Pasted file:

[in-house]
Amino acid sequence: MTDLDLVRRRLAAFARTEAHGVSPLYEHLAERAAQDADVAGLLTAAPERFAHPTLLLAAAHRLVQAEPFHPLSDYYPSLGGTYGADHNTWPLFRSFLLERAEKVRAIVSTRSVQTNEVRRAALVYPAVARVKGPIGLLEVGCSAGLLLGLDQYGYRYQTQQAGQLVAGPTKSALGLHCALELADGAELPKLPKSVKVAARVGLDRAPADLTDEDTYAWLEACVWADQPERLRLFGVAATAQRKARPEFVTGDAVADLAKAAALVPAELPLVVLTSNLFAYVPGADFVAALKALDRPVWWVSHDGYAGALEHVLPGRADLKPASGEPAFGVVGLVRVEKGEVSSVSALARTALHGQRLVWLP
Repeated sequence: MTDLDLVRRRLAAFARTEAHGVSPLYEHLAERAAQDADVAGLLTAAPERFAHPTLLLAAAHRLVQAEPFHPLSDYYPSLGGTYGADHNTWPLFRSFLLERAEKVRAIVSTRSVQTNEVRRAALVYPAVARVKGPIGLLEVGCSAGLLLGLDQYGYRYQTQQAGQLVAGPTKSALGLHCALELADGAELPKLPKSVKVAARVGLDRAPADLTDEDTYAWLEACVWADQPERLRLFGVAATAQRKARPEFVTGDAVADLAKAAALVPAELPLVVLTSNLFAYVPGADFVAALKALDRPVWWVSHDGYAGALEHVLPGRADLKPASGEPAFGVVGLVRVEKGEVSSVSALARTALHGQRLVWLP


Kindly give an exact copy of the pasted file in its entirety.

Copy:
[in-house]
Amino acid sequence: MTDLDLVRRRLAAFARTEAHGVSPLYEHLAERAAQDADVAGLLTAAPERFAHPTLLLAAAHRLVQAEPFHPLSDYYPSLGGTYGADHNTWPLFRSFLLERAEKVRAIVSTRSVQTNEVRRAALVYPAVARVKGPIGLLEVGCSAGLLLGLDQYGYRYQTQQAGQLVAGPTKSALGLHCALELADGAELPKLPKSVKVAARVGLDRAPADLTDEDTYAWLEACVWADQPERLRLFGVAATAQRKARPEFVTGDAVADLAKAAALVPAELPLVVLTSNLFAYVPGADFVAALKALDRPVWWVSHDGYAGALEHVLPGRADLKPASGEPAFGVVGLVRVEKGEVSSVSALARTALHGQRLVWLP
Repeated sequence: MTDLDLVRRRLAAFARTEAHGVSPLYEHLAERAAQDADVAGLLTAAPERFAHPTLLLAAAHRLVQAEPFHPLSDYYPSLGGTYGADHNTWPLFRSFLLERAEKVRAIVSTRSVQTNEVRRAALVYPAVARVKGPIGLLEVGCSAGLLLGLDQYGYRYQTQQAGQLVAGPTKSALGLHCALELADGAELPKLPKSVKVAARVGLDRAPADLTDEDTYAWLEACVWADQPERLRLFGVAATAQRKARPEFVTGDAVADLAKAAALVPAELPLVVLTSNLFAYVPGADFVAALKALDRPVWWVSHDGYAGALEHVLPGRADLKPASGEPAFGVVGLVRVEKGEVSSVSALARTALHGQRLVWLP